It is becoming increasingly difficult for Labour to find a dividing line with the Tories on Brexit. This week, following the Supreme Court’s ruling that MPs will vote on Article 50, Jeremy Corbyn thought he’d found one.
Along with Tory rebels and other opposition parties, Labour began urging Theresa May to produce a white paper of her Brexit plan for Parliament to scrutinise. This would allow the House to debate her proposals for negotiating Britain’s exit from the EU before voting on triggering Article 50.
“We will be seeking to lay amendments to ensure proper scrutiny and accountability throughout the process,” shadow Brexit secretary Keir Starmer said yesterday. “That starts with a white paper or plan.”
The government equivocated. Brexit Secretary David Davis told the Commons he would introduce a “straightforward” bill, focusing narrowly on Article 50, “within days”. Ministers claimed May’s Lancaster House speech was a thorough enough plan without a white paper.
This set the scene favourably for Corbyn at PMQs today. He could hammer her for shying away from scrutiny. But after a planted question by a Conservative MP asking May for a white paper, she announced that the government will indeed be publishing one:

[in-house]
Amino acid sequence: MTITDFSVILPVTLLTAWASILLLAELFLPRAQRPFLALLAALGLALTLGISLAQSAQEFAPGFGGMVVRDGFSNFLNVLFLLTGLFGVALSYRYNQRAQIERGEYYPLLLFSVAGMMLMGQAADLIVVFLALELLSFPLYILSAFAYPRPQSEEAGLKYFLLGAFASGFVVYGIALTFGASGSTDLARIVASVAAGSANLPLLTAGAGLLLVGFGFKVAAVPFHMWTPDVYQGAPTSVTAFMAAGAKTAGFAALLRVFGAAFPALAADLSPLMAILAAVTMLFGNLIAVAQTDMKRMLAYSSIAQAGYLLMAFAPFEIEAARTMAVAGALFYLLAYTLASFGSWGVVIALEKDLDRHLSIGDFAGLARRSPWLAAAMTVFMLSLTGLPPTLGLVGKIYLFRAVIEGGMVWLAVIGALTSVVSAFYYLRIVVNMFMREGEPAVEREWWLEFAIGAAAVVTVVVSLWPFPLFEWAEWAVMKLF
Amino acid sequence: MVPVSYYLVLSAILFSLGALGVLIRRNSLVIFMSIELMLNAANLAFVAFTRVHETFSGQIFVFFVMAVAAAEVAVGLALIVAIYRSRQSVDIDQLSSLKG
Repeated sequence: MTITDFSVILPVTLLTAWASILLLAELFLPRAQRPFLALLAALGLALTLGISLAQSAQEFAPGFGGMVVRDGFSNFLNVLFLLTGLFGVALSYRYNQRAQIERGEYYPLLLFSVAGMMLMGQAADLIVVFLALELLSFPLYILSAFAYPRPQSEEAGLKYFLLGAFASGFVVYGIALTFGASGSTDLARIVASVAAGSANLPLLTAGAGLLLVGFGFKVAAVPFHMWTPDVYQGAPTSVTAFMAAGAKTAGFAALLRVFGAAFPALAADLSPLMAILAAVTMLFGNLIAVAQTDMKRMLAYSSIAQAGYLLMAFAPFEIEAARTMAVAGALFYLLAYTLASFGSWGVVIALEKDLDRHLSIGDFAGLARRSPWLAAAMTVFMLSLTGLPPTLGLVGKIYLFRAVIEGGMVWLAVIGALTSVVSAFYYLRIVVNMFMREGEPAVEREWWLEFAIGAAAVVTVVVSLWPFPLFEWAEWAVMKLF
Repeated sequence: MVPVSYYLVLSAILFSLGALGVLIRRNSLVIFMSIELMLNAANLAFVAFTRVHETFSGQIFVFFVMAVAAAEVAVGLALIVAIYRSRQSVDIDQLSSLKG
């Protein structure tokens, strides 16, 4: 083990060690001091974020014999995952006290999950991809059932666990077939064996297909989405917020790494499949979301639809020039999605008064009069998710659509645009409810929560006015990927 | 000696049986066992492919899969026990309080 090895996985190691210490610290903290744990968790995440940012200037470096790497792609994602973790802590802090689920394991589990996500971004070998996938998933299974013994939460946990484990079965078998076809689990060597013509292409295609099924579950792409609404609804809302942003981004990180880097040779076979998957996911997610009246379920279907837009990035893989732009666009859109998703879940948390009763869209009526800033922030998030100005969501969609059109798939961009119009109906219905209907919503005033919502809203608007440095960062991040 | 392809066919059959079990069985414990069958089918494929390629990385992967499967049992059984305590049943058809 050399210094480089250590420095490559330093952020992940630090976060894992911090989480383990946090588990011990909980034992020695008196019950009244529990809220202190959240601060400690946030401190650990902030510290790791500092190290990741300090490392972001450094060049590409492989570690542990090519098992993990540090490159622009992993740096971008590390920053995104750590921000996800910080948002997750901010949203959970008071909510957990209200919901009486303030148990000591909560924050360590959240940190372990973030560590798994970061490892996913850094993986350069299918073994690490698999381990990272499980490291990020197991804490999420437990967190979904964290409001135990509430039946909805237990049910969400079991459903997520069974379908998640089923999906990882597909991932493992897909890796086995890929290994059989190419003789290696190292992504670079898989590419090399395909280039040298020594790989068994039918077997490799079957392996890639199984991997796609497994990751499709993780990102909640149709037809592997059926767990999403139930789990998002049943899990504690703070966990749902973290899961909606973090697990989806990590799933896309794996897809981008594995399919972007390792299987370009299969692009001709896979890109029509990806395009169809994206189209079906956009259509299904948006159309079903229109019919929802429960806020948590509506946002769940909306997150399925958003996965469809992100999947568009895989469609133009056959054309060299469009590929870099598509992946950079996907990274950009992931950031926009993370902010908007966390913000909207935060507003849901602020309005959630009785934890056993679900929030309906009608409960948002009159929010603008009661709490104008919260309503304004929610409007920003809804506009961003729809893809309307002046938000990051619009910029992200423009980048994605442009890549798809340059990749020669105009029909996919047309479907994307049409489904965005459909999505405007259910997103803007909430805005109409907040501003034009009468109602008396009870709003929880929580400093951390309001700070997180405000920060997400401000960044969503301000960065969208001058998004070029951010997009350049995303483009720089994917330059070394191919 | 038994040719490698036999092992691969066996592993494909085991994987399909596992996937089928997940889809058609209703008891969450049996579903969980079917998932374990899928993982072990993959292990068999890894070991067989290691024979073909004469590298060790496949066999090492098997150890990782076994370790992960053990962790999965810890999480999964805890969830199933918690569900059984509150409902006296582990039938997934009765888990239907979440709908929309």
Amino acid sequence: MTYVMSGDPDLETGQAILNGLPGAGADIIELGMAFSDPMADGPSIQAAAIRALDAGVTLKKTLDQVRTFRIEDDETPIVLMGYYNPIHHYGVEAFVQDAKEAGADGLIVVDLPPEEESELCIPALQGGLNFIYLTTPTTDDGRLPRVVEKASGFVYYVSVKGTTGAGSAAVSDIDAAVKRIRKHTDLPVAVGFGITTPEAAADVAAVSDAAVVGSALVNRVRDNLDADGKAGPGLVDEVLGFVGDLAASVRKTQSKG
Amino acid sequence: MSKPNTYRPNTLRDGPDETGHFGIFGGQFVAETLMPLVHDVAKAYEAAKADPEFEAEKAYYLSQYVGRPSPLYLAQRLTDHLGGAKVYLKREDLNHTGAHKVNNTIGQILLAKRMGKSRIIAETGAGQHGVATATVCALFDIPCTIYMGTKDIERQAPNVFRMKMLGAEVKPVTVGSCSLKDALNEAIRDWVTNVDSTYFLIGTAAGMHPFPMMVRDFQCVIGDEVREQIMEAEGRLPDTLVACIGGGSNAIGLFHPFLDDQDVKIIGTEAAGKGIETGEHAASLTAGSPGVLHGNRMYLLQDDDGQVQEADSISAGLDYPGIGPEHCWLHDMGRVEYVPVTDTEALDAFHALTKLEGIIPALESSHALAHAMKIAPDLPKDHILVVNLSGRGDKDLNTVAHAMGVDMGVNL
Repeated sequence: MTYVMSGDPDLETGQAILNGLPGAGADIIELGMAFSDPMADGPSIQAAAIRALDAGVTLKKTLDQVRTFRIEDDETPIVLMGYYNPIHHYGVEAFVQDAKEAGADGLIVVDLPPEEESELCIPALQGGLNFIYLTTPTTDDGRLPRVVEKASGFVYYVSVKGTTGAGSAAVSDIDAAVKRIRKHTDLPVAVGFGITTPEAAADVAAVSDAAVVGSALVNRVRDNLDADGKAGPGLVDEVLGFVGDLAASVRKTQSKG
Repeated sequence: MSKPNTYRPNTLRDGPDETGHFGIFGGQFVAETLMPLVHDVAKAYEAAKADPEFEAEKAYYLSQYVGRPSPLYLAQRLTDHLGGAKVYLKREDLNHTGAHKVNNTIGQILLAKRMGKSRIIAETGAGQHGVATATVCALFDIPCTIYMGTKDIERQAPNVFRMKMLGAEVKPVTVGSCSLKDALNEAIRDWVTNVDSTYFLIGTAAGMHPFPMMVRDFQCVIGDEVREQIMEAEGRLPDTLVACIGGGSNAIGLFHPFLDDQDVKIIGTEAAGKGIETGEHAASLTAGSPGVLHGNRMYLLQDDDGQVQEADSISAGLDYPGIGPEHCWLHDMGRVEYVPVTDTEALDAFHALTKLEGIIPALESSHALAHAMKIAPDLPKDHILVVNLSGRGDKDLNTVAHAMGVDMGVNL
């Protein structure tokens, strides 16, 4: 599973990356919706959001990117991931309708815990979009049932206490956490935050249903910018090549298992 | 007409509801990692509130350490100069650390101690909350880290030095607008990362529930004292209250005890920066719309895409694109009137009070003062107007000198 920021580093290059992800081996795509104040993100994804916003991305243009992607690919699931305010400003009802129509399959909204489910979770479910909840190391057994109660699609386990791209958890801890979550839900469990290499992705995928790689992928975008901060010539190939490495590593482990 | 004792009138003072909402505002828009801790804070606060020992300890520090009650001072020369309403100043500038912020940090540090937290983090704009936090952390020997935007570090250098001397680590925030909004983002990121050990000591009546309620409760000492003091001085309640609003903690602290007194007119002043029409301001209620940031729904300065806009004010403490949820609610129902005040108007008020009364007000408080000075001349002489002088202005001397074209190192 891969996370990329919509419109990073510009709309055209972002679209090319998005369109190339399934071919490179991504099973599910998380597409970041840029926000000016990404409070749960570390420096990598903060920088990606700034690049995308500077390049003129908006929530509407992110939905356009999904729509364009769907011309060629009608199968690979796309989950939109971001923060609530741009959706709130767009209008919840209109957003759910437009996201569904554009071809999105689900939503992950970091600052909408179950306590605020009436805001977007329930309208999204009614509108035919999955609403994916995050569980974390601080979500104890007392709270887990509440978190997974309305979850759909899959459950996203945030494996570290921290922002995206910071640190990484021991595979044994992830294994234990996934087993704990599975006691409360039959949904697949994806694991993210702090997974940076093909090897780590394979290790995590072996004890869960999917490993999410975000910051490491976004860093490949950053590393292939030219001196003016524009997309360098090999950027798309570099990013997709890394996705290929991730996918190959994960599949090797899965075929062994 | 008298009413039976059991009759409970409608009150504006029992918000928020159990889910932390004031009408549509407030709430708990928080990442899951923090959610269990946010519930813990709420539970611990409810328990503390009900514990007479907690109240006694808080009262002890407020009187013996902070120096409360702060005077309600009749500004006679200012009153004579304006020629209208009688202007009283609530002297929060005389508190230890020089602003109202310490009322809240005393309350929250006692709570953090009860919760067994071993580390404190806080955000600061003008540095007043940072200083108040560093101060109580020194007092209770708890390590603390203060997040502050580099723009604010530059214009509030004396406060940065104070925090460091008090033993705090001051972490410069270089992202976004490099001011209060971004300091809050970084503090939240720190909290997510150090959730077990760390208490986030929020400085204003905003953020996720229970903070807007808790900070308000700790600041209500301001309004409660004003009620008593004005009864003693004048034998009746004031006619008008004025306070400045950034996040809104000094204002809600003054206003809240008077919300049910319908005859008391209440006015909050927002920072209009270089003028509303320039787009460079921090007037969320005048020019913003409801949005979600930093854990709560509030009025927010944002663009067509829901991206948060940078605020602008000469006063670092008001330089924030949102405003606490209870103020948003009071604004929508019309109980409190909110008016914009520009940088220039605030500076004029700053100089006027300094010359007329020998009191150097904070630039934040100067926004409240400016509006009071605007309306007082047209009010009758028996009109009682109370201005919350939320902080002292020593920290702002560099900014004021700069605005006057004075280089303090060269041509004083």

“We will ensure Parliament has every opportunity to provide that scrutiny . . . I can confirm to the House that our plan will be set out in a white paper.”
This caught Corbyn by surprise, who rather lamely had to improvise his first question, asking when the white paper would come out.
It’s a clever tactic. It stops May from appearing vulnerable to Labour pressure. Publishing the white paper also won’t cause her much grief, considering Labour’s desires for Brexit are pretty similar to hers. Basically, some kind of bespoke free trade agreement with the EU, but not membership of the single market.
Without an alternative vision for Brexit, Corbyn was relying on condemning May for shirking scrutiny, or having no clear plan. Following her announcement that there will be a white paper, he has now lost that line of attack.
Having whipped his MPs to vote through Article 50, the Labour leader is left with very little leverage to shape Brexit – or to contrast his party’s line on Brexit with that of the Tories.